Yo La Tengo Returns to the Loew’s Jersey Theatre 

YLT flies their post-punk flag high with a cover of Wire's "Too Late"

By Lenore Holz

The Garden State’s own champions of indie rock, Yo La Tengo, returned to the historic Loew’s Jersey Theater in Jersey City on April 9th since their last performance there about 10 years ago.  That show supported their 2006 album I Am Not Afraid of You and I Will Beat Your Ass.  I was there!  You don’t forget a show like that, and I must have seen YLT about a dozen times over the years.  The 1,500 fans who made the recent sold-out Saturday night reprise gig were treated to just as much specialness.

Georgia, Ira and James greeted us with a somewhat short but sweet acoustic first set, highlighted by a mellow “Deeper Into Movies,” a YLT classic reimagined on their 2015 release, Stuff Like That There, the band’s fourteenth full-length album. Their 2-in-1 concert format itself is a throwback to their shows supporting their previous release, Fade in 2013.  With no other act on the bill, YLT basically opened for themselves.

Yo La Tengo’s acoustic set. Photo by Bork Lord via Twitter (with permission)

The trio must have felt at home so close to Hoboken, where the band originates and rehearsed in the once near-condemned Neumann Leather Factory-turned-artist-colony on Observer Highway.

The early intermission worked well for the venue whose volunteers were ready with a full selection of house concessions.  According to Loew’s management, sales were excellent, and every nickle counts for this retro-palatial nonprofit community arts center and movie house desperately in need of renovation.

The second set sent us on a sonic journey like only YLT can, filling the cavernous venue with gorgeous searing, soaring, jangling, wandering sounds.  I half expected the stage to shatter and the band to ascend beyond the proscenium defying gravity and taking flight by the sheer awesomeness of their improvisational rocking.  Their music often exhibits a surrealist tinge and psychedelic influence, with a consistent optimism at heart.

YLT graciously delivered popular live favorites “Autumn Sweater,” “Sugarcube,” and “Let’s Save Tony Orlando’s House,” and hearing “Pass the Hatchet, I Think I’m Goodkind” made me a happy fan.  We were also treated to “Before We Run,” a mellow but mighty “Big Day Coming,” as well as “Sudden Organ,” “Decora,” “Ohm,” and Wire’s “Too Late” set completely on fire.  Like savasana at the end of yoga class, the band closed with an acoustic “Tom Courtenay” with Georgia’s mapley vocals.

Maybe the shabby, gilded age time capsule theater influenced my perception, but the audience was pretty eclectic for the Journal Square neighborhood, but still keeping it real.  You know how we do in JC.  YLT fans tend to be an arty, chill, and introverted bunch, built up over the band’s 30 year history.  Some Brooklyn folks found their way to the show, as well as a fair concentration of Europeans, and hey, that’s great, they support the band and were willing to venture so many stops on the PATH, halfway to Newark, even.  Points, hipsters!

Pattie Giordan, one of two paid staff at the theater noted, “the crowd was pleasant, polite and accommodating.  They really enjoyed being there.  The whole vibe was very special, and the theater did very well with concessions and the bar, and donations, too.  The volunteers were tremendous.  Getting 1,500 people into their seats is no easy task.”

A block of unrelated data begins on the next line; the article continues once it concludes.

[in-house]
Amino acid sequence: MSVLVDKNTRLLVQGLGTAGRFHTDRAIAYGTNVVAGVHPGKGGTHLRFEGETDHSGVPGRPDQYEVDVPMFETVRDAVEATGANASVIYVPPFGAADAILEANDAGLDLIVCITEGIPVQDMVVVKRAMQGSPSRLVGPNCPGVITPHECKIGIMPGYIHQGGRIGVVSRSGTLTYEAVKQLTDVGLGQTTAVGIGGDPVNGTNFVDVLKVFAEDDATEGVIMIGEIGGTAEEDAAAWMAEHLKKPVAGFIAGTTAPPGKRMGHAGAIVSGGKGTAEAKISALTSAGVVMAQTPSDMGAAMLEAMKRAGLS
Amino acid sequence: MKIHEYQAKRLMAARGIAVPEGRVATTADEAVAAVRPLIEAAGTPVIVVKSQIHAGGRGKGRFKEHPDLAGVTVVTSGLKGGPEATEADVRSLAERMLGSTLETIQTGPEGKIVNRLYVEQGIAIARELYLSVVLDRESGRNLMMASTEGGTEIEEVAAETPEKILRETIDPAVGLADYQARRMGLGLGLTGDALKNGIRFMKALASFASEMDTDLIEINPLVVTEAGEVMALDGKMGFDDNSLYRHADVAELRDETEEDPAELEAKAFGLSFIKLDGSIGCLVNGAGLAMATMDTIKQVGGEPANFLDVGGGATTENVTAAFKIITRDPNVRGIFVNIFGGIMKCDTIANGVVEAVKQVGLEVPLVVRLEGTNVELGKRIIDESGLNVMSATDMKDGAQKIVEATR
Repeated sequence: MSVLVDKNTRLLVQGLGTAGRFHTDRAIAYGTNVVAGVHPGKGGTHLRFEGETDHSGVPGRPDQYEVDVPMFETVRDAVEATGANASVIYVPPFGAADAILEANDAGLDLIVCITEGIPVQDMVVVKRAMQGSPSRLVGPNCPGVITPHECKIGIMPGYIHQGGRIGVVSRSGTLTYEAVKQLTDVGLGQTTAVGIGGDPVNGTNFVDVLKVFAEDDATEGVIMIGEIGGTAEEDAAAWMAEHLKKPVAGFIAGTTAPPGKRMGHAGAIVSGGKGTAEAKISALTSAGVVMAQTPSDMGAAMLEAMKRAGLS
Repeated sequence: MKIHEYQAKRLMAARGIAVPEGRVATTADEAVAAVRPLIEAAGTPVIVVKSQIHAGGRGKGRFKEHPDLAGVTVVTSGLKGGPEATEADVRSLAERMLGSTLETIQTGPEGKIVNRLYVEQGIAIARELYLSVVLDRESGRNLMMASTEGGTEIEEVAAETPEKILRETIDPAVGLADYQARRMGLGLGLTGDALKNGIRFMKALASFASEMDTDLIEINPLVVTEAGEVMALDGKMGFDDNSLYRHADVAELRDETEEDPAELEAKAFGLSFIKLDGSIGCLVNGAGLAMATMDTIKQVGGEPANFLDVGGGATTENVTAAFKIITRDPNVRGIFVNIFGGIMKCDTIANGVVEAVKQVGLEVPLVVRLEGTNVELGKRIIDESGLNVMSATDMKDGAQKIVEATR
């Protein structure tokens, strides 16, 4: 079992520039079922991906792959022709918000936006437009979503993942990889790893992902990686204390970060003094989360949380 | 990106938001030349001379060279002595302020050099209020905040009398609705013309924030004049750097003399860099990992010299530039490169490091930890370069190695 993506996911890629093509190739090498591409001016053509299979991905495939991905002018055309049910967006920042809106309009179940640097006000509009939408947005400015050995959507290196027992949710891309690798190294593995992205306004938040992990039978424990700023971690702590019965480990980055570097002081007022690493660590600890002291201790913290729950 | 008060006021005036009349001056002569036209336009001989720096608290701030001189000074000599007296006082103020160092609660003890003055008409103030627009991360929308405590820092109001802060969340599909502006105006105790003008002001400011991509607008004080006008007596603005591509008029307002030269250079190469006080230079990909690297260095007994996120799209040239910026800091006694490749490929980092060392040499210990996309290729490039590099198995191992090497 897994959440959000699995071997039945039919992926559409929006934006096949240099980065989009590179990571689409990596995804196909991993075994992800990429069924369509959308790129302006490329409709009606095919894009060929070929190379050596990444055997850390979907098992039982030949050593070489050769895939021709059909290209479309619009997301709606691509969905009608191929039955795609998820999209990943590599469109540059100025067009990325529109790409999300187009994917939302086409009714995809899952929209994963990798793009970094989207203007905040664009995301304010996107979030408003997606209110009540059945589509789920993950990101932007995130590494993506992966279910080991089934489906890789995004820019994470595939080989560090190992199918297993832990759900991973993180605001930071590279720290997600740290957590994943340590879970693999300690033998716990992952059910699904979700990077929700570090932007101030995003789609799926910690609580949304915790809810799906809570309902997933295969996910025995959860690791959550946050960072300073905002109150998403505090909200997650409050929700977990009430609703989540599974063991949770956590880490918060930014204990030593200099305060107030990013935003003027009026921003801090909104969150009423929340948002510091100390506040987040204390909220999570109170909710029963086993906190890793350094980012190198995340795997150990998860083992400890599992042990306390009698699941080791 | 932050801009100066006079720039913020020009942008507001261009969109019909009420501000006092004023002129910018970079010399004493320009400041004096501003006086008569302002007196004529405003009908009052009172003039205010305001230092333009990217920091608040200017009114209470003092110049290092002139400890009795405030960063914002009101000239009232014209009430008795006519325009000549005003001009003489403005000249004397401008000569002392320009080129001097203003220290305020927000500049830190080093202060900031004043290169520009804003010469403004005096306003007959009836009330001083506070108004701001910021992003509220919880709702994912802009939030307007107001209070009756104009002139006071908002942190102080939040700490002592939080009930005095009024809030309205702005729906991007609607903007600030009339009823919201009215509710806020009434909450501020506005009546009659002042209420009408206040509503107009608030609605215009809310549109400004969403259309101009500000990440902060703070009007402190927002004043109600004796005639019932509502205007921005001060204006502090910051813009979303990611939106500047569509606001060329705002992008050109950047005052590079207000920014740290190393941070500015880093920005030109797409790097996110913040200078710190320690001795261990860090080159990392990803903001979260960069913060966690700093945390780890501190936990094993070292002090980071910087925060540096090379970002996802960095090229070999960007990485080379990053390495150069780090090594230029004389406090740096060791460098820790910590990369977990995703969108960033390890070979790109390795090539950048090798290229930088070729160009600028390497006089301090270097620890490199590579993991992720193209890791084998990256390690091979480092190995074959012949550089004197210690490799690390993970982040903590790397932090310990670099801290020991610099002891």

According to Giordan, the idea for the show originated with Todd Abramson, founder of Maxwell’s Tavern in Hoboken, where YLT famously play their ultra fun Hanukkah shows where everyone goes bananas for eight nights in a row (if we’re lucky that year).  Like, Jersey bananas.  They’re such fun—a mini festival—with A-list comedians, jams with special guests, and proceeds donated to a different charity each night.

Abramson’s worked with Loew’s Jersey Theater for “a long time,” booking one or two concerts per year.  Giordan hopes to host more concerts, especially anticipating the influx of neighbors that new residential towers around the transportation hub will bring in the next few years.

Awww… we think you’re beautiful, too! 

YLT is a steadfast supporter of indie radio station WFMU 89.5, currently the longest running freeform radio station in the United States, broadcast out of Downtown, Jersey City since 1995.  WFMU is your #1 listener-supported, non-commercial source for a-tonal, a-rhythmic music generated with harmoniums, theremins and moogs that your parents would surely hate!  I’m kidding, mostly!  YLT can typically be heard playing improvised covers on-air by request during fundraising drives, and with notable musicians joining in.  ¡Escuche!

YLT began their legacy with their first album, Ride the Tiger, on Coyote Records in 1986, and now 30 years and over 14 records later, few other bands enjoy such a serendipitous combination of compatible artistic genius, eclectic repertoire, and broad, adoring fan base.

From the 2015 album Stuff Like That There listen to “Deeper Into Movies," a re-recording of a Yo La Tengo standard first released in 1997.  Like butter!

About the Writer

Lenore Holz landed in Jersey City in July 2001 and hasn’t looked back. She helps others solve problems as Brownstone Concierge, crafts organic teas and fresh lemonade as Iced Tea Fusion, and teaches yoga as Lenorative Yoga.  A self­-identifying progressive, Lenore is committed to her community through advocating for animals, the local economy, and keeping Liberty State Park free and green. Lenore can be reached at Lenore@BrownstoneConcierge.com. #SaveLSP